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The Aperiodical’s Actually Hexagonal Snowflake Competition 2015

no bad snowflakes


To celebrate the year end, as well as our daily Advent Calendar posts, we’re also running a little competition – last year we did a pun competition, and this year it’s something a bit more crafty – well, it’s a knitting competition in which the knitting is optional.

Matt Parker’s annual campaign against non-hexagonal snowflake symmetry continues apace, and this year he’s even spotted a knitted Christmas jumper with octagonal offenders:

Admittedly, the design in Matt’s tweet above is actually a Nordic rose, and therefore not really meant to be a snowflake – but it’s coloured like one, and plenty of knitted atrocities exist – check the #snowfake hashtag for examples. Anyway, a small discussion follows about whether it is indeed even possible to use knitting (conventionally stitches are arranged in a square grid) to produce a convincing hexagonal snowflake, and we thought we’d settle the debate, so we’re launching…

The Aperiodical’s Actually Hexagonal Snowflake Competition 2015

The rules are as follows:

Your entry must consist of a design for a snowflake, which should have hexagonal ($\mathrm{Dih}_6$) symmetry, and consist of a pattern which could be knitted in a square grid of stitches. Two or more colours may be used. Entries can be in two categories:

1: Actual Knitted Actual Hexagon

If you’re skilled enough to actually knit your design into a piece of knitting, we’d love to see it – we’d like to see a photo from during the knitting process, and one of the finished item (since we’d like proof you actually knitted it).

2: Pixel Design only

If you’re not a knitter, your entry can also come in the form of an image/spreadsheet showing your proposed layout of pixels, clearly indicating the arrangement of pixels and colours.

Entries for both categories should be reasonably small – the whole design should fit in a square 36 pixels/stitches across. We’ll be judging the entries on how symmetrical they are and how snowflakey they look, and if you can incorporate amusing mathematical shapes/symbols too without breaking the symmetry, that won’t count against you.

Please send your answers by email (with photos/designs attached) to by the end of 31st December 19th January (we’ve extended the deadline, since people have been busy over Christmas and we’d love to get more entries) – we’ll pick our favourites and announce the winners shortly after that.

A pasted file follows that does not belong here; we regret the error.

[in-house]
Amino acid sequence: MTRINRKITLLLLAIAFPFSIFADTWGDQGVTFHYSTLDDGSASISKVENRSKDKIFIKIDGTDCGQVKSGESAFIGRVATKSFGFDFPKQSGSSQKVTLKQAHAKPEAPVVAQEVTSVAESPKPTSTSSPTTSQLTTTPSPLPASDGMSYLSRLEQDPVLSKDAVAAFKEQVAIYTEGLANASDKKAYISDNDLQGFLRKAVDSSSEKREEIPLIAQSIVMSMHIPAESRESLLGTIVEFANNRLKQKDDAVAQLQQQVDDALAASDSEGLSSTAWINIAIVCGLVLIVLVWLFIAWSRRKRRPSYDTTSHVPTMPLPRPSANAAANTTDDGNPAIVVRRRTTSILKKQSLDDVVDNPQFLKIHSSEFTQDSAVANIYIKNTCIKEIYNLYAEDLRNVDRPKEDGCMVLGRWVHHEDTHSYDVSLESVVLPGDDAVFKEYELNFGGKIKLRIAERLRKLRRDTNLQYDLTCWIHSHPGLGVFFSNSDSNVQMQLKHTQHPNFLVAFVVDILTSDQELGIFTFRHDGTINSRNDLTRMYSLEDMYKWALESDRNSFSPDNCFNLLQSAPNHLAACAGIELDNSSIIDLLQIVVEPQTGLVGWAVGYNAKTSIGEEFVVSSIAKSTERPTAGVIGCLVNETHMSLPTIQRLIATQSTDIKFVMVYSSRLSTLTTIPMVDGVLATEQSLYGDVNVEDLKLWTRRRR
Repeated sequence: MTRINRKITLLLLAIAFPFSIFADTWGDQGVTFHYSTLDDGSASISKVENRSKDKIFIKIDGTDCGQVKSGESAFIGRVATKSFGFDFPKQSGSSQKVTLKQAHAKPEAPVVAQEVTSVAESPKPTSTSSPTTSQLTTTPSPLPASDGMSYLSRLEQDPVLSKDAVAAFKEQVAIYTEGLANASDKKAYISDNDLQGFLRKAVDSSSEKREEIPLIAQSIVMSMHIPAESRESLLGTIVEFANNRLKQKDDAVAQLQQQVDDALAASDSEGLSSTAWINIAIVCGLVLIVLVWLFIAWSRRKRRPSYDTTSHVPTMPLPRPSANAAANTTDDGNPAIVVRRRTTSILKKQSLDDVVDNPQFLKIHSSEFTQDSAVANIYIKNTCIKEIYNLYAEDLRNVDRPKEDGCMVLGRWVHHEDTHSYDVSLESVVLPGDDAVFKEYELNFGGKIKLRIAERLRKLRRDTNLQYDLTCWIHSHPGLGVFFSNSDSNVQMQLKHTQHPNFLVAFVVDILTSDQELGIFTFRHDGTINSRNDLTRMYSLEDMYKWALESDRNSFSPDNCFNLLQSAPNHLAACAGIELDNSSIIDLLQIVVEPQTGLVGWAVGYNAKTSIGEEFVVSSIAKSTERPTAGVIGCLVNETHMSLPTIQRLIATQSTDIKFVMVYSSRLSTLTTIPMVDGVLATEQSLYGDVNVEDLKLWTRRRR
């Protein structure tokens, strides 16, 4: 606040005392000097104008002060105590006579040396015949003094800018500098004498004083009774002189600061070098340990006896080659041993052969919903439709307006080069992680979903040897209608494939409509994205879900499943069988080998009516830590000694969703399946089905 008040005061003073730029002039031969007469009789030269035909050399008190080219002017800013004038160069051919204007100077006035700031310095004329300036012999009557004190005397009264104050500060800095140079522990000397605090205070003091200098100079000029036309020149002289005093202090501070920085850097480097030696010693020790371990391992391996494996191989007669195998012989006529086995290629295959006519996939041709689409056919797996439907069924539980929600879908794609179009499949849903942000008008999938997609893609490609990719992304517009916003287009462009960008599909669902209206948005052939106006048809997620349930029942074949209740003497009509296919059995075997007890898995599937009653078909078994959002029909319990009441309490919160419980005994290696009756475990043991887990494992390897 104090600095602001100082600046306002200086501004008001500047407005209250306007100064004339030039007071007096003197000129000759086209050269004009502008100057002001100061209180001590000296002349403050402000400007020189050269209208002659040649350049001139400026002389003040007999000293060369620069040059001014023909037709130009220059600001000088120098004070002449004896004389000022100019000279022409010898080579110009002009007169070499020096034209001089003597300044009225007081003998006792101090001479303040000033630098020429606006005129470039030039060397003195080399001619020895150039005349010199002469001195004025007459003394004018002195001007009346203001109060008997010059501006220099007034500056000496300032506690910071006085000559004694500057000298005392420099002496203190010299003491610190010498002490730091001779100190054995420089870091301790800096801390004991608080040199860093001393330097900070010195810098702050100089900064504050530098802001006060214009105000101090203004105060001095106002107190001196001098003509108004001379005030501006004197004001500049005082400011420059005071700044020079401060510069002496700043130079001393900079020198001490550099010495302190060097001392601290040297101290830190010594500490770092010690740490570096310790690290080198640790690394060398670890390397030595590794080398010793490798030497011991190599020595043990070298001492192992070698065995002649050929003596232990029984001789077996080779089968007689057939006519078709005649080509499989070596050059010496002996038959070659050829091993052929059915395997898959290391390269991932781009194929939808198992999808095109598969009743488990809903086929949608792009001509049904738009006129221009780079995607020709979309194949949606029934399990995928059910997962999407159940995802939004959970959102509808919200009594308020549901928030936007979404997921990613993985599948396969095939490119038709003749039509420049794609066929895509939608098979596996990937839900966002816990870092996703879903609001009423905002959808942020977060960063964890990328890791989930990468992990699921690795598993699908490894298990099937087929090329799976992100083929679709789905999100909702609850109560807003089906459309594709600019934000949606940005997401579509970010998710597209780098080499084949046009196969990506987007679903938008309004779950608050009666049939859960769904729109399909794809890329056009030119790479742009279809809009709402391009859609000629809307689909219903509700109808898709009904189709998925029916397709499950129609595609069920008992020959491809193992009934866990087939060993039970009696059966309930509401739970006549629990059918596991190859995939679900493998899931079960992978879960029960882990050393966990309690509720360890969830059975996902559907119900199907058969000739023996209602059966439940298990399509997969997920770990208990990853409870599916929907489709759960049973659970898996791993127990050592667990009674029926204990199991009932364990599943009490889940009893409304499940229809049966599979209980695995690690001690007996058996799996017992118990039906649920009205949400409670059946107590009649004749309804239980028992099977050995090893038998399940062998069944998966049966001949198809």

We have two exciting prizes:


The winner of the knitted category will receive a deck of Math Stack playing cards (right), whose Kickstarter we posted about back in June, and which are now available to buy from Maths Gear.

91Hp0TVSyjL._SL1500_The winner of the design category will receive an actual knitted item incorporating their snowflake design, knitted by one of our expert team of mathematical knitters, plus a copy of mathematical board game Fiendish Numbers.

Good luck – and watch out for those no-good #snowfakes!

5 Responses to “The Aperiodical’s Actually Hexagonal Snowflake Competition 2015”

  1. Avatar Pat Ashforth

    Most knitting stitches are not square. The ratio of stitches to rows, in the most widely used stitches, is around 7:10. Is it OK to have a width of 36 stitches and enough rows for the snowflake to appear ‘square’?

    Garter stitch does create square stitches so there are still ways that ‘pixel designs’ can be reproduced in knitting.

    • Avatar Madeleine

      Just scrolled down to point out that stitches aren’t square in stocking stitch but I see I’ve been beaten to it. This and the size limit will make for a tricky design challenge!

      • Avatar Denise

        In my (very limited) experience, stranded colorwork (as seen in the offending pullover), tends to draw the stitches in, so they more closely approximate squares. The Nordic rose as seen above at an angle looks like it might fit fairly neatly into a square.

        I suspect that “Two or more colours may be used.” probably should be read as “At least two colours must be used.”

        Fascinating challenge.

        • Avatar Katie

          Yes! I’m hoping all the designs will use at least two colours, but more is permitted. We’ve had some interesting entries already!

          I’m aware knitting stitches aren’t quite square, but to keep things simple (and so as not to confuse the non-knitters :P) we’ll assume they are, and judge the non-knitted entries as such. If you want to design a knitted entry with the stitch size ratio taken into account, please do – any reasonable bending of the rules will be tolerated in the spirit of the season.

  2. Avatar Doris

    What about knitting in the round? Seems as though you could cast on six stitches, and do paired increases at each of those six points. It would have to turn out six-pointed, either a hexagon (no decreases in between) or s six-pointed star (if you put decreases mid-way between the increases.

    Clearly, this does not meet your rules, but I think it would produce hexagonal symmetry in knitting.


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